A captivating, beautiful, and stunningly accomplished debut novel - the story of a lighthouse keeper and his wife who make one devastating choice that forever changes two worlds.
In 1918, after four harrowing years on the Western Front, Tom Sherbourne returns to Australia to take a job as the lighthouse keeper on remote Janus Rock. To this isolated island, where the supply boat comes only four times a year and shore leaves are granted every other year at best, Tom brings a young, bold, and loving wife, Isabel. Three years later, after two miscarriages and one stillbirth, the grieving Isabel is tending the grave of her newly lost infant when she hears a baby’s cries on the wind. A boat has washed up on shore carrying a dead man and a living baby. Tom, whose records as a lighthouse keeper are meticulous and whose moral principles have withstood a horrific war, wants to report the dead man and the infant immediately. But Isabel has taken the tiny baby to her breast. Against Tom’s judgment, they claim the child as their own and name her Lucy, but a rift begins to grow between them. When Lucy is two, Tom and Isabel return to the mainland and are reminded that there are other people in the world…and one of them is desperate to find her lost baby.
M.L. Stedman’s extraordinarily compelling characters, still trying to make sense of life in the wake of so much death in the war, are imperfect people seeking to find their north star in a world of incomprehensible complexity.
©2012 Grasshill Communications. (P)2012 Audible, Inc.
“M.L. Stedman’s The Light Between Oceans is a beautiful novel about isolation and courage in the face of enormous loss. It gets into your heart stealthily, until you stop hoping the characters will make different choices and find you can only watch, transfixed, as every conceivable choice becomes an impossible one. I couldn’t look away from the page and then I couldn’t see it, through tears. It’s a stunning debut.” (Maile Meloy, author of Both Ways Is the Only Way I Want It)
I was initially reluctant to use my one credit on this because the narrator had gotten such poor reviews here. But I decided to take a chance and AM SO HAPPY I DID. The narrator was absolutely amazing and the way his voice trailed down at the end of some sentences was an artistic touch that he used (amongst others) to give more meaning to the story. The story itself is so much more than the basic story of baby being found in a lost boat and wrongly kept by the couple. It uses the metaphors of oceans and light and navigation to relate to human experience and emotion and life-choices. It is an amazing book all around and a really wonderful audiobook. At the end, I bawled my eyes out as I drove to work and everyone asked me why I looked so awful. Get this audiobook. (I didn't see movie yet, I wanted to listen first.)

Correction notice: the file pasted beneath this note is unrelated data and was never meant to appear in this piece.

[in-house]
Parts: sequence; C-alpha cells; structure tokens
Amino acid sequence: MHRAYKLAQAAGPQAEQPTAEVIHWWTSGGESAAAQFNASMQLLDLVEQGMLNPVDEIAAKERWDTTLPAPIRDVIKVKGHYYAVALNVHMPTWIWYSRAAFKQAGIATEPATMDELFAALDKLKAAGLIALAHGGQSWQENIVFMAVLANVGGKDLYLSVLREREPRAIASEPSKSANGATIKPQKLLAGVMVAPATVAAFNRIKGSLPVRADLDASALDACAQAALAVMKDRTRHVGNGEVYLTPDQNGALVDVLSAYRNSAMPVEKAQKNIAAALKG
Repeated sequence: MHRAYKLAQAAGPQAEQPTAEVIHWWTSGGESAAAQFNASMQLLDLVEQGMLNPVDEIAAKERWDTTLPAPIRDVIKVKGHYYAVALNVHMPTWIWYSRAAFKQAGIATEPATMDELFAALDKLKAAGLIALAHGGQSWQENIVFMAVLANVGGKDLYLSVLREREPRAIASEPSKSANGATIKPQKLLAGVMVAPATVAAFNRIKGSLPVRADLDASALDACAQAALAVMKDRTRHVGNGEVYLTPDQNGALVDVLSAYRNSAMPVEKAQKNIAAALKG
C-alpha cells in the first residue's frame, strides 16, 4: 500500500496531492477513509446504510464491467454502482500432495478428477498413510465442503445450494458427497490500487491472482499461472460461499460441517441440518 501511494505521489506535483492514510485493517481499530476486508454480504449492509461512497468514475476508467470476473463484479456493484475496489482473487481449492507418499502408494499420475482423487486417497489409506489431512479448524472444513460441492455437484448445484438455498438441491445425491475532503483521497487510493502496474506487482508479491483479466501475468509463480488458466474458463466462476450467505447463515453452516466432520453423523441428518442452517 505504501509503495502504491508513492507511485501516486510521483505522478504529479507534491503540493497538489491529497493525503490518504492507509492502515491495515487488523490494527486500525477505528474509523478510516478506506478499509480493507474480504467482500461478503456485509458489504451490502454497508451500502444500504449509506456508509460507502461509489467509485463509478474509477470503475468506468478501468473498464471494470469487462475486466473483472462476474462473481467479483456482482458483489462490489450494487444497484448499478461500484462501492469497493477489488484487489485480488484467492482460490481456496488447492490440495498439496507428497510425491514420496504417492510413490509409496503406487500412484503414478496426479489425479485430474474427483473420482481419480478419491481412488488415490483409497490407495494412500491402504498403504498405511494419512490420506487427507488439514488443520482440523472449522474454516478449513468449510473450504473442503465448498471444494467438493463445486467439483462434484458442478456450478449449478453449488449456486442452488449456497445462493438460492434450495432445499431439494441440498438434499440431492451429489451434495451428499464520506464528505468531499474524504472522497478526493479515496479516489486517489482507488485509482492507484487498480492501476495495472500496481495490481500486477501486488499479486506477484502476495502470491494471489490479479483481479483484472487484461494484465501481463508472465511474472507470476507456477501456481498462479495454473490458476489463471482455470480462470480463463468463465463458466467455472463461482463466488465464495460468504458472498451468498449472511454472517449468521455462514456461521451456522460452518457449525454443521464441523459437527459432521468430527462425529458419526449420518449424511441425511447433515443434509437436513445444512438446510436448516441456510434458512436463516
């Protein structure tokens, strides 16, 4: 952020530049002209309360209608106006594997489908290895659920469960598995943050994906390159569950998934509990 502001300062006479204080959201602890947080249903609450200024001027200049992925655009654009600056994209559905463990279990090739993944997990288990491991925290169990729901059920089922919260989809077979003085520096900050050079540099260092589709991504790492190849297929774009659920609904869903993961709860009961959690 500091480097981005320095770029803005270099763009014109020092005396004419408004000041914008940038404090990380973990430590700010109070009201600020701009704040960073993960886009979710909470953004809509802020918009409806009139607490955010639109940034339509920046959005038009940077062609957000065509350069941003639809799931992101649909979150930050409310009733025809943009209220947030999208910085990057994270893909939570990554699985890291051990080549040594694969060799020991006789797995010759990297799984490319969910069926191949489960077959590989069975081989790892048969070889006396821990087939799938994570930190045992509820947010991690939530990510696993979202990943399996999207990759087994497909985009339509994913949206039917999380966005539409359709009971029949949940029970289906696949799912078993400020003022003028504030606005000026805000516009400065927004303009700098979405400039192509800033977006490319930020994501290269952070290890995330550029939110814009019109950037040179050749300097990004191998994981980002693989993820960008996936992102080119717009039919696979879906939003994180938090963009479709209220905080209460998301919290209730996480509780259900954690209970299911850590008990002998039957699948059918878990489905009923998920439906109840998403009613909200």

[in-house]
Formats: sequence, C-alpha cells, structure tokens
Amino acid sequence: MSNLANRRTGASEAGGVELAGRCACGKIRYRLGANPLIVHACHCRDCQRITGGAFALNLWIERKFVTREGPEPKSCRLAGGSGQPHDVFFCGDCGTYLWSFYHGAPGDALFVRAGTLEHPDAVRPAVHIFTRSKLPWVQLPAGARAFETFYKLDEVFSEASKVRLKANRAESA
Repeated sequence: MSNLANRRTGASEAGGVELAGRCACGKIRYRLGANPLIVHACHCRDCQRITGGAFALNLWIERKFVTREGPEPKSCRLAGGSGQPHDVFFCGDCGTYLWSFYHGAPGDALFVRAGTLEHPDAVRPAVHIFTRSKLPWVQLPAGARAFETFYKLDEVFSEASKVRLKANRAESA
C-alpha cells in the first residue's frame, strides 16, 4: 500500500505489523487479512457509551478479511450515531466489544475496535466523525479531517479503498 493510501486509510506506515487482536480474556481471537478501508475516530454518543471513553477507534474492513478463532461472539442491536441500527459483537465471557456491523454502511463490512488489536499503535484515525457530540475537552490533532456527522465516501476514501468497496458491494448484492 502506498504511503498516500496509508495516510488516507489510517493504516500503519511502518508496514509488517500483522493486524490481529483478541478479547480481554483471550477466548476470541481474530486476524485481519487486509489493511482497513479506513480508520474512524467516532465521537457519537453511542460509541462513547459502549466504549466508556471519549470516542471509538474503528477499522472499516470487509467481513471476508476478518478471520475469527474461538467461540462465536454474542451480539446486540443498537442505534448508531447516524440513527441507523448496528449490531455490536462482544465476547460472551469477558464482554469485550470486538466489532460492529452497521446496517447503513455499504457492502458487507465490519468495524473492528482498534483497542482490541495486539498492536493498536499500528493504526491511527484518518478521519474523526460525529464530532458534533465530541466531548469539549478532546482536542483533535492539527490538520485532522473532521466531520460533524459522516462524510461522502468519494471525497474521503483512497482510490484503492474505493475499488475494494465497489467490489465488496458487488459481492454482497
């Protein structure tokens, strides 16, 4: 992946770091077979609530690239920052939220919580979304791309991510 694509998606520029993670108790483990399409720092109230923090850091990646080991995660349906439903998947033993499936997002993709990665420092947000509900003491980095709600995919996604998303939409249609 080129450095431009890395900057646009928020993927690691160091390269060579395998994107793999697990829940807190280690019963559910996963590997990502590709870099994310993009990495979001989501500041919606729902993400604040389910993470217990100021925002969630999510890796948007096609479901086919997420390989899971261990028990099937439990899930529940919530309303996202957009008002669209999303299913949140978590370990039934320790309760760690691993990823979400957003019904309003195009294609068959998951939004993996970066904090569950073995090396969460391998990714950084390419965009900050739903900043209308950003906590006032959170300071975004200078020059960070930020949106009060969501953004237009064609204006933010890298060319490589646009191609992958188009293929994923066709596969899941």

This story tugged at my heart. I know a lot of people didn't like the narration, but I thought it was spot on. It was so tender and somber, like the story.
This is now one of my favorite books. I don't understand some of the complaints about the narrative - I thought it was perfect for the setting and sadness of the story. I loved everything about this audible choice and wish all books I read hooked me like this one.
the story itself is wonderful! But the narrator was a bit of a mumbler so his voice would go up and then down in volume which made it hard to keep my volume steady. the story itself was interesting and kept good pace... The narrator made it so difficult that I almost stopped listening.
I already knew the summary of this when I read it. I was looking forward to finding out something new other than what was in the summary. Besides the character building and history of situations around the character comma I already knew what was going to happen. I still have lots of Tears and at the end I was hoping something different would happen, but it didn't. I liked it a lot.
Such a lovely, lovely, engaging story. Why in God's name didn't the publisher find a better narrator?! He speaks with an impediment and speech pattern of blowing out the sound at the top of each sentence then fading off at the end of every single sentence. I had to raise the volume all the way up to the highest level to hear what he was saying, and even then, it was impossible to understand him. Noah Taylor needs to stick to acting on stage and screen, and forget narrating an audible book where you can't read his lips! Seriously, it was the most frustrating Audible Book I've ever listened to, but pushed myself to the end because I insist on reading/listening to an unabridged book before I see the film Oy.
See above. Terrible speech empidement, volume was too low, speech pattern dropping the end of each sentence. Absoltuely the worst narration I have ever heard in all the 100's of audible books I've listened to.
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